February 24, 2002
Former Tulane Law School dean and professor John Kramer was recognized for outstanding public service by the American Association of Law Schools, which met in New Orleans in January. Kramer received the 2002 Deborah L. Rhode award, presented annually to a law faculty member who has made an outstanding contribution to increasing pro bono and public service opportunities in law schools through scholarship, leadership or service.
A professor of constitutional law at Tulane, Kramer served as dean of Tulane Law School from 1986 to 1996. In 1990, he implemented the first mandatory "pro bono" community service requirement for Tulane law students, a program that has since been adopted in whole or part by law schools throughout the country. Kramer expanded Tulane's clinical programs, giving students an array of choices in the public interest area.
Also, Kramer created a student loan forgiveness program that enabled graduates to accept a variety of public interest jobs despite traditionally low salaries offered for such work. The school also initiated a summer grant program that funded summer jobs with public inter-est groups.
"You have to remember that there is no third-party interest group such as Medicare or Medicaid in the legal profession to help the needy," says Kramer, who believes the students enjoy fulfilling the mandatory requirement. "After doing it they find it is a good diversion from looking at a book. It reminds them that law is about reality."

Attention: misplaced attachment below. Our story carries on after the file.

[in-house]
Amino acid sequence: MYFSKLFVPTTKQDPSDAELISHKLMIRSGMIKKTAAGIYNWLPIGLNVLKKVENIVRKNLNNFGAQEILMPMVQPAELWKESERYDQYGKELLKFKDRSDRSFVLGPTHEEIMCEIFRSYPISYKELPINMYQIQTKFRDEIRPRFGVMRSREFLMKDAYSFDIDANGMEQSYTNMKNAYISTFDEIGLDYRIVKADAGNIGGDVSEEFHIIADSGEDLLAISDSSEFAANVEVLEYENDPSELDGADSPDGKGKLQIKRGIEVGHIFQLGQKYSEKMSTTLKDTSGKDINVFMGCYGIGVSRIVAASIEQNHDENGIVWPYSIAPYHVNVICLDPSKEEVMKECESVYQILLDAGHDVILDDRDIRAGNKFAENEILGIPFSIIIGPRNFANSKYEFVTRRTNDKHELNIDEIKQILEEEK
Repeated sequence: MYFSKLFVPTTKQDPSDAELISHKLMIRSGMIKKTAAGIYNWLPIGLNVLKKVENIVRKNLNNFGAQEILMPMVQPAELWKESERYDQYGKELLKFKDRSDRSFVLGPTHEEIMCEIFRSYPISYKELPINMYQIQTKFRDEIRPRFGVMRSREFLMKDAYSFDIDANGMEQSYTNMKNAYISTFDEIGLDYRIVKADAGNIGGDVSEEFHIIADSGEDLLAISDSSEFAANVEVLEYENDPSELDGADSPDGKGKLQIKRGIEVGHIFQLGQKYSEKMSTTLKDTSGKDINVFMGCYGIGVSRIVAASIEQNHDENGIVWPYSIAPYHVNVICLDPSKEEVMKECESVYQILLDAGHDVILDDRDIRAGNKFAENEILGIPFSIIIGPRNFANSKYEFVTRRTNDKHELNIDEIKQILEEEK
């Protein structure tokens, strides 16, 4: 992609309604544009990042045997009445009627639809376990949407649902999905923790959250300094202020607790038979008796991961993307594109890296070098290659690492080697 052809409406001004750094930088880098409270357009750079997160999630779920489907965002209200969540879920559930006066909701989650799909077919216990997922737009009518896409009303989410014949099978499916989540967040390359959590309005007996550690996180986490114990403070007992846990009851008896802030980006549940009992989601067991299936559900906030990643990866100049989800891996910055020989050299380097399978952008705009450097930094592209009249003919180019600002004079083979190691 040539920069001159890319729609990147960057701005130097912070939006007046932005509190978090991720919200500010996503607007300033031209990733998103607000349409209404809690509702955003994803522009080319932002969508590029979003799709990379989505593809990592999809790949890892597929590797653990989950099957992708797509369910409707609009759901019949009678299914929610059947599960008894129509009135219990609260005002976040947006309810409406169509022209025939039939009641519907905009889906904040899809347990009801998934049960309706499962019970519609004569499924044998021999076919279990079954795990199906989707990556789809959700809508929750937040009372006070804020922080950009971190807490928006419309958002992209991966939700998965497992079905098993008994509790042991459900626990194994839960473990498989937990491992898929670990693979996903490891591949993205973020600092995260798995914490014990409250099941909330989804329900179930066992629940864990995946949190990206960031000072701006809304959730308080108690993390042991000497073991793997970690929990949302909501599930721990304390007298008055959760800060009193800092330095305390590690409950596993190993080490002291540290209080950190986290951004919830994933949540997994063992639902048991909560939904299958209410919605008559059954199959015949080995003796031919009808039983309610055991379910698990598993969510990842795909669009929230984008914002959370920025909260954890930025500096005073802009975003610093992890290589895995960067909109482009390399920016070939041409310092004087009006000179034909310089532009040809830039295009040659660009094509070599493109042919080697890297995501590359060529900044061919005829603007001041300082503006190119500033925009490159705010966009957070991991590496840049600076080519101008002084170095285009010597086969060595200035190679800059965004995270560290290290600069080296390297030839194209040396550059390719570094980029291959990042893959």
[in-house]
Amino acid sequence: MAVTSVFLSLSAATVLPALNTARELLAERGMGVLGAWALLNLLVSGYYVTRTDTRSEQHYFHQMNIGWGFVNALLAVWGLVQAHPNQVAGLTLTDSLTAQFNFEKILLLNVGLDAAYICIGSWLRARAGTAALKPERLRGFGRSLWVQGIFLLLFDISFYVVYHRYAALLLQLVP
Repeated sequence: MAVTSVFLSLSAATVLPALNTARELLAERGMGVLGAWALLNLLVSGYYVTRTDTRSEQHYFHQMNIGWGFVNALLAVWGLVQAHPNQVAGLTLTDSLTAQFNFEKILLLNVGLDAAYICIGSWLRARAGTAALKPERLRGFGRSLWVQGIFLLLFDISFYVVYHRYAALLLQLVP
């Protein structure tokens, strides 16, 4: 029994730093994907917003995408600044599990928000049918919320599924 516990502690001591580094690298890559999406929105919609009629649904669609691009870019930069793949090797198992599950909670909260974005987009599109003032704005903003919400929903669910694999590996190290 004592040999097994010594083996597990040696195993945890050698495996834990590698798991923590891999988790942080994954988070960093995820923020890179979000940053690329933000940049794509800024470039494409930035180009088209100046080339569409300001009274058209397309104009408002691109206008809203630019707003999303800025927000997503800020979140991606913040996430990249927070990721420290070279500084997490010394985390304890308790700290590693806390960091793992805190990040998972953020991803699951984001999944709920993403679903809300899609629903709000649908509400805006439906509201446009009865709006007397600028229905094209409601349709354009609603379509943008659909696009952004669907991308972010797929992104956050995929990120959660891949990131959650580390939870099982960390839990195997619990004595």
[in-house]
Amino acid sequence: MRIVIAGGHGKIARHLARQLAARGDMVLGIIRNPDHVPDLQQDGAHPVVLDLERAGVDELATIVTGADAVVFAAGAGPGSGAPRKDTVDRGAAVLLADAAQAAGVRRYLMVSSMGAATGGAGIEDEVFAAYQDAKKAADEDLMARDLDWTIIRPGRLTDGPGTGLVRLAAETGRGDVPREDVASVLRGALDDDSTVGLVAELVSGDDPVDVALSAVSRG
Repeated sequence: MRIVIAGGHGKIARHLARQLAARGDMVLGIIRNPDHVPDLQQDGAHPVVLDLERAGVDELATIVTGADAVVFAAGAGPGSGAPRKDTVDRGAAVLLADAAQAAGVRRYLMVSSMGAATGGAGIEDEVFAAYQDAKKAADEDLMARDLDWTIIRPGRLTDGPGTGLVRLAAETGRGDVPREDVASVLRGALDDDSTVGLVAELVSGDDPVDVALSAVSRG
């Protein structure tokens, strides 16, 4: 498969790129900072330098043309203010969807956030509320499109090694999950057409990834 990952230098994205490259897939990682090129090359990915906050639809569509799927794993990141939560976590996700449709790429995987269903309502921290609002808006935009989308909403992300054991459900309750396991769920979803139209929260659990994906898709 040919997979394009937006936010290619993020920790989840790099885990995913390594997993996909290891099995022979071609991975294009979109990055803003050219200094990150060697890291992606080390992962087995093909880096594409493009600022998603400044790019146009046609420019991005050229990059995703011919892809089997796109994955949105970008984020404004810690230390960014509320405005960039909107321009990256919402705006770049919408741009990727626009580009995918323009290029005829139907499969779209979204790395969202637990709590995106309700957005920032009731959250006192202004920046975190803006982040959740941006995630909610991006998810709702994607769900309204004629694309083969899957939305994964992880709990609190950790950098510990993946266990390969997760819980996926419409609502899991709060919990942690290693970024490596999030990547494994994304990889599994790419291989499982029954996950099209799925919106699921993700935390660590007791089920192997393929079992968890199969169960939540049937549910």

"John Kramer's vision, dedication and perseverance helped bring pro bono service into the mainstream of legal education," says Lawrence Ponoroff, dean of Tulane Law School. "His work has been an inspiration at Tulane and around the country as his 'trickle-up theory of moral obligation' became reality. It was more than 10 years ago that John instituted the country's first mandatory pro bono service requirement at Tulane. Today, more than a dozen law schools have followed his lead by establishing similar compulsory programs, and many others have come to recognize their responsibility for developing other ways to encourage pro bono work among law students."
For Kramer's part, he hopes he has helped to dispel the "bookend theory" at law schools. "The theory goes that on opening day the dean tells students that they can change the world," says Kramer. "On closing day at graduation the speaker stands up and says, 'Go out there and do good.' I believe in giving students that message in the middle."
Tulane University, New Orleans, LA 70118 504-865-5000 email@example.com